Wednesday, September 24, 2014

David Simon - Homicide: A Year on the Killing Streets

Note: This review was originally posted to my Epinions account. 

Many years ago, there was a TV show called Homicide: Life on the Streets.  It was based on this book, Homicide: A Year on the Killing Streets.  Being a fan of the show, I decided to pick up a copy.  The book is written by David Simon, a reporter for the Baltimore Sun.  In the book, Simon follows the Baltimore Police Department for a year.  (Simon wrote the about the police for the Sun, so writing this book wasn’t much of a stretch.)

As you might expect, the book takes place in Baltimore. It’s mostly in chronological order with a few exceptions.  In the book, you get to read a lot of detail that you normally wouldn’t get in a movie or TV show.  The book goes into a lot of detail about how criminals are caught and tricks that police use to get suspects to confess.

In the book Simon explains how few cases are ever made on evidence alone.  Witnesses forget or move; things like prints are circumstantial; even video doesn’t always mean anything.  A certain percentage of suspects will never see the inside of a courtroom.  Even those that make it to pretrial may get dismissed on a technicality.  For this reason, police are given some leeway in interrogating a suspect.  Most cases are cleared based on confession rather than trial.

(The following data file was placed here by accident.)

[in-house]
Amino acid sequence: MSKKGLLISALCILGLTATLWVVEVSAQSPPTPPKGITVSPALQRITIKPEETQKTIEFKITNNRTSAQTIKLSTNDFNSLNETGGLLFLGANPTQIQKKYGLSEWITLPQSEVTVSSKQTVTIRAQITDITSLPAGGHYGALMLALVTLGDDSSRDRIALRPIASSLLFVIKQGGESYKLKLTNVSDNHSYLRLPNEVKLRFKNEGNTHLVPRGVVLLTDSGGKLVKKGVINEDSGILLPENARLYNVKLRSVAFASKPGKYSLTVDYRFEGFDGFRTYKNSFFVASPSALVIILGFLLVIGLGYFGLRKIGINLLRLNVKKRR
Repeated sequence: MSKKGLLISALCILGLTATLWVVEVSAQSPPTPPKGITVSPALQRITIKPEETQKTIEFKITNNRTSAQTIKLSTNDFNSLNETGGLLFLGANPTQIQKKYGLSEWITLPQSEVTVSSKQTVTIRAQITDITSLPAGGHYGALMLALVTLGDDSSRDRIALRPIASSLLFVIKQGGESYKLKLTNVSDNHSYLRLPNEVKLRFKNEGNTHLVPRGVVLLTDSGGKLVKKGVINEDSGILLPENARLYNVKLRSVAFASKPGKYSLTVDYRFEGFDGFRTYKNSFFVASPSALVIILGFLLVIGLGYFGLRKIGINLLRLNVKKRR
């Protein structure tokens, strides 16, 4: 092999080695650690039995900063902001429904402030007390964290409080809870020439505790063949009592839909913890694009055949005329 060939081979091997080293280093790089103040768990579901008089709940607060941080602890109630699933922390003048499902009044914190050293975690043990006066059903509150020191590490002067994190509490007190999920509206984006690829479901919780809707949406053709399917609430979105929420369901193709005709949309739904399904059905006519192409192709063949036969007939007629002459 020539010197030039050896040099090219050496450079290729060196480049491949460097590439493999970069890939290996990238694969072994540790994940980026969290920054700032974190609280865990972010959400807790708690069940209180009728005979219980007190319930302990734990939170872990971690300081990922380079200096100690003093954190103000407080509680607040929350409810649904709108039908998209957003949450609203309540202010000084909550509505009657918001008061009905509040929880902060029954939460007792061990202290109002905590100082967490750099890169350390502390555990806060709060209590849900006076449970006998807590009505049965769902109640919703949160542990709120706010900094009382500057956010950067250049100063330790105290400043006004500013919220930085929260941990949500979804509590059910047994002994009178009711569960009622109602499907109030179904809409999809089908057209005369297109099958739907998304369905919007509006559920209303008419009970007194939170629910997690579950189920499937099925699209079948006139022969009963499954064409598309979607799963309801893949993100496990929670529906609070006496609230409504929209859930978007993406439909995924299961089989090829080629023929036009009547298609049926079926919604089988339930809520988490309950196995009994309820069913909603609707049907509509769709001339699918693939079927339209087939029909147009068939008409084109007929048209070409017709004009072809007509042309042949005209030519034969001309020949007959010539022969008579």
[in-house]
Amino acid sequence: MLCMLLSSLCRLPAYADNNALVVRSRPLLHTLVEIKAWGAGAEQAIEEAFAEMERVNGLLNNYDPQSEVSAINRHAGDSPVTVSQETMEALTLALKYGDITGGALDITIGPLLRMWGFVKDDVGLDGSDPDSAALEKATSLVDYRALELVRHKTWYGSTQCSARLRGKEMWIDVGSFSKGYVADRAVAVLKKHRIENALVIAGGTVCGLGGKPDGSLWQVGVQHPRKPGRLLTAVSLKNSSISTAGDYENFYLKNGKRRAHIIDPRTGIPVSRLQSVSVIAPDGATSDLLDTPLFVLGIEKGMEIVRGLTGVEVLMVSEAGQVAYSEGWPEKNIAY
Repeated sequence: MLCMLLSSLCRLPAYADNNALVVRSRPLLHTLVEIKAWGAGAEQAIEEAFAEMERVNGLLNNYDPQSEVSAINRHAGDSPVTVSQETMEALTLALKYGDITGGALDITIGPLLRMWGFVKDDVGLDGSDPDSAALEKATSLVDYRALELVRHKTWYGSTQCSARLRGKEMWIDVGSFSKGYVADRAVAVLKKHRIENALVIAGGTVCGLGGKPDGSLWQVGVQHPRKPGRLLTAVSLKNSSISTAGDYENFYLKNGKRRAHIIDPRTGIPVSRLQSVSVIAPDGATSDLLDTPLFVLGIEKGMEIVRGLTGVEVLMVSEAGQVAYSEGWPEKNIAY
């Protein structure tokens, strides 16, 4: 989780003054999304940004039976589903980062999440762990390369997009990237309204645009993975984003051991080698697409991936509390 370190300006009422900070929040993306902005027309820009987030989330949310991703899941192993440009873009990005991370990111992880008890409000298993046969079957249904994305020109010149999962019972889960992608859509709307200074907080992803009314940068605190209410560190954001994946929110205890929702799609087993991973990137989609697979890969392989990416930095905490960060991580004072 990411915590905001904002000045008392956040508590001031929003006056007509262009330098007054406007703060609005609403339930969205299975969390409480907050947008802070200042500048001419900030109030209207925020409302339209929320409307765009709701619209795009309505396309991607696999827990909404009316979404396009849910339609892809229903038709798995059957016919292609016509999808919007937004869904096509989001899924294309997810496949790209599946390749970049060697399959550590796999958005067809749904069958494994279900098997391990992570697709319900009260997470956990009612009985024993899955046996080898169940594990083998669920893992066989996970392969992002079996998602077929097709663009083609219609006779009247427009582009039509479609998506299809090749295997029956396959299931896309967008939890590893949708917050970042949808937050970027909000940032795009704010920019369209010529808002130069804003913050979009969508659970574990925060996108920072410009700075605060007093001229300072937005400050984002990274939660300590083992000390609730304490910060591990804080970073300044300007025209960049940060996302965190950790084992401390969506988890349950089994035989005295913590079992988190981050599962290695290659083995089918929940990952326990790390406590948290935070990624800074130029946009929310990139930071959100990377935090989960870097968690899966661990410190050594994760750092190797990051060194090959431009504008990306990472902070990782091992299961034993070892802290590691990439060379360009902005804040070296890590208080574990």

Sometimes, they do catch a break, such as finding the murderer standing over the dead body and saying that they’re proud to have killed the person.  It’s not like TV, though.  Many times, the person believed to have committed a murder doesn’t go to jail.

It’s also a physically demanding job, and it‘s not just running after people.  If I recall correctly, the detectives would rotate shifts, meaning that they would have to work mornings one week, afternoons the next and nights the week after that.

The first year of Homicide: Life on the Streets relied heavily on this book, so if you’ve seen the show recently, you’ll probably recognize many of the characters and cases from the book as the people and events that they were based on.  This isn’t to say that it would ruin the book for you.  As I said, I was a fan of the show while it was on.  I had basically wanted to read the source material for the show.

Even if you haven’t seen the show, it’s worth the read.  As I said, many people watch police procedurals and think that every criminal is caught, or at least identified.  This isn’t the case.  Many cases go unsolved.  Many detectives spend their entire careers trying to put someone in jail only to have to retire knowing the case will never be resolved.

I’d recommend buying this book.

No comments :